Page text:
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Fri May 25, 2012 1:01am|
By Chris Hadorn
KFFL.com's Fantasy Baseball Player Prospecting series highlights the exploits of minor league baseball players, including top MLB prospects. Find out who'll make an impact, whether it's in your rotisserie or head-to-head baseball game next week or in your fantasy baseball keeper league two years from now.
After a sluggish start in April (.778 OPS), Toronto Blue Jays catching prospect Travis d'Arnaud has caught fire in his last 10 games, swatting seven homers with a .357 average in a span of 42 at-bats. The 23-year-old is hitting .298 with nine home runs, 23 RBIs, 24 runs scored and an .894 OPS in 161 at-bats with Triple-A Las Vegas.
His numbers are not so impressive when one considers the hitter-friendly atmosphere of Las Vegas' Cashman Field; d'Arnaud is hitting .320 with six homers and a .957 OPS at home while batting .266 with three dingers and a .797 OPS in away contests.
Home-away splits aside, d'Arnaud still draws rave reviews for his bat. The Lakewood (Calif.) native projects as an above-average offensive catcher who hits for both batting average and power.
In recent weeks, the Blue Jays have received favorable production from the catching position. J.P. Arencibia was named AL player of the week for the period ending May 20.
Because of that, expect the Jays to be patient with d'Arnaud. There's a premium placed on defense at the catching position, so production at the plate is only a meager part of d'Arnaud's development.
In the big picture, d'Arnaud has a higher ceiling than Arencibia, so expect the former to get the majority of catching time when the Jays determine he's ready. Arencibia has been prone to slumps and streakiness, so d'Arnaud could factor into the catching equation this summer if the Jays stay in the AL East race.
He has the ability to be a perennial All-Star because of his bat, and d'Arnaud would be a worthwhile fantasy addition in all formats, if called up.
Yesterday the Miami Marlins promoted outfield prospect Kevin Mattison, a player with blazing speed. The 26-year-old was batting .252 (38-for-151) with five homers, 15 RBIs, 28 runs scored and six steals in 12 tries at Triple-A New Orleans this season.
In Miami's 14-7 loss to the San Francisco Giants last night, Mattison came in as a pinch hitter, stayed in the game as the left fielder and went 0-for-3 with two strikeouts.
Despite his outstanding wheels, Mattison hasn't figured out how to be productive enough in order to put his legs to good use.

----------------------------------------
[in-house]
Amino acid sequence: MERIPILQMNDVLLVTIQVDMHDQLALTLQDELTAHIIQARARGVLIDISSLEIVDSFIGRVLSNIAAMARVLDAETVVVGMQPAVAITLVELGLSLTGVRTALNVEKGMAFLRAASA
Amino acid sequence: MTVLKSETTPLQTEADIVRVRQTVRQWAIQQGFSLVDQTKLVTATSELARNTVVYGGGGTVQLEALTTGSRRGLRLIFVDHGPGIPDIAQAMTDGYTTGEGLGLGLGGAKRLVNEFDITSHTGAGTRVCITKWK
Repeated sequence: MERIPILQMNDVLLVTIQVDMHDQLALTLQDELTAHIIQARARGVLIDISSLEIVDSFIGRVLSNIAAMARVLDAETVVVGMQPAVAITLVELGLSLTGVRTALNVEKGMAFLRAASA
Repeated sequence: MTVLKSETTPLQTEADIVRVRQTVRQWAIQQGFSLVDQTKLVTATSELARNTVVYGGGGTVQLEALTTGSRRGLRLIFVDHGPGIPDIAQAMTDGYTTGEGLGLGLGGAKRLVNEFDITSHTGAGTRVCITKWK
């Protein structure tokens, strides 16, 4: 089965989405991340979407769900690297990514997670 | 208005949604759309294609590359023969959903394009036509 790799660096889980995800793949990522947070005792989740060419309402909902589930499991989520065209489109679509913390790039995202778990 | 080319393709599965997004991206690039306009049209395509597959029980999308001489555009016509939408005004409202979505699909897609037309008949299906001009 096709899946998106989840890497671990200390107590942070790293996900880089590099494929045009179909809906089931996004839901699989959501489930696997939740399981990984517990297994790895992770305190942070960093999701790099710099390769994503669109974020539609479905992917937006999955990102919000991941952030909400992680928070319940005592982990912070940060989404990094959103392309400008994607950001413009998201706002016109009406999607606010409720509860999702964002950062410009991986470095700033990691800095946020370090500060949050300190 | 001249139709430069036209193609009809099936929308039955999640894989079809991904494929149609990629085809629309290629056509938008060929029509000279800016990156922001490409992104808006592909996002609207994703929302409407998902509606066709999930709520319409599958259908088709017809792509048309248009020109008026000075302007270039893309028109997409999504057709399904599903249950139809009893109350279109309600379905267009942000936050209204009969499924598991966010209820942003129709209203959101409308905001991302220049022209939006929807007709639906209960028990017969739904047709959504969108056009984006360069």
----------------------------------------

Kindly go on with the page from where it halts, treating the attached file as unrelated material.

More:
At Double-A Jacksonville in 2011, the former UNC-Asheville star hit .260/.353/.406 with eight homers, 49 RBIs, 87 runs scored and 38 steals. He struck out 127 times and drew 58 walks.
Mattison has been criticized for hitting the ball in the air too much; the Marlins have tried to turn him into more of a little-ball hitter and table-setter.
Mattison averaged 42.6 steals per season from 2009 to 2011. This is a rabbit who can impact a fantasy team if he gets on a hot streak.
Bottom line, Mattison is going to have too much trouble producing at the plate to stick as a regular. He's worth a speculative add in deep NL-only formats based on his steals upside, though.
For those who play in dynasty formats with farm systems, one lower-level prospect to keep an eye on is New York Yankees outfielder Tyler Austin. The 20-year-old is batting .299 with 13 homers, 39 RBIs, 41 runs, 10 steals and a 1.010 OPS in 174 at-bats with low Single-A Charleston. Austin leads the South Atlantic League in homers, OPS and slugging percentage (.649).
In 2011, Austin combined to hit .354 with six homers, 36 RBIs, 29 runs, 18 steals and a .997 OPS between rookie ball and short-season Single-A Staten Island.
The 6-foot-2, 210-pound outfielder is a strong kid who boasts above-average power and has a chance to develop into a well-rounded offensive contributor. Even though Austin lacks plus speed, he is an aggressive and effective base-stealer with strong instincts who has been caught stealing only once this season.
The only real concern with Austin's performance has been his plate discipline; he has drawn only 15 walks to 48 strikeouts in 2012.
Tampa Bay Rays pitching prospect Chris Archer is one of the most frustrating talents in the minors. The 6-foot-3, 200-pound righty has wicked stuff, which includes a mid-90s fastball with heavy movement and a swing-and-miss slider.
Due to wildness issues, however, Archer hasn't been able to establish himself as a potential frontline starting pitcher.
In 52 2/3 innings at Triple-A Durham this season, Archer is 3-5 with a 4.96 ERA, two homers allowed and a 61:34 strikeout-to-walk ratio. This season the 23-year-old has averaged an eye-popping 10.42 whiffs per nine innings but holds only a 1.79 strikeout-to-walk ratio because he averages 5.81 free passes per nine frames.
Throughout his career, Archer has been tough to hit. He has given up an average of only 0.46 round-trippers per nine stanzas. But his control issues have undermined his performance. He has averaged 5.27 walks per nine innings during his professional career.
In Durham's 4-0 loss to Norfolk Thursday, Archer showed his upside by striking out 12 batters in six innings of work. He allowed three runs on five hits and two walks.
Now with his third organization, Archer is still a highly regarded hurler, but many talent evaluators feel he's better suited for the bullpen. The North Carolina native lacks a third pitch, and the stats show that he hasn't made any progress in corralling his wildness.
One of the knocks on Archer is that he nibbles too much when he starts. A bullpen role may change his mentality and prompt him to concentrate solely on attacking opposing hitters.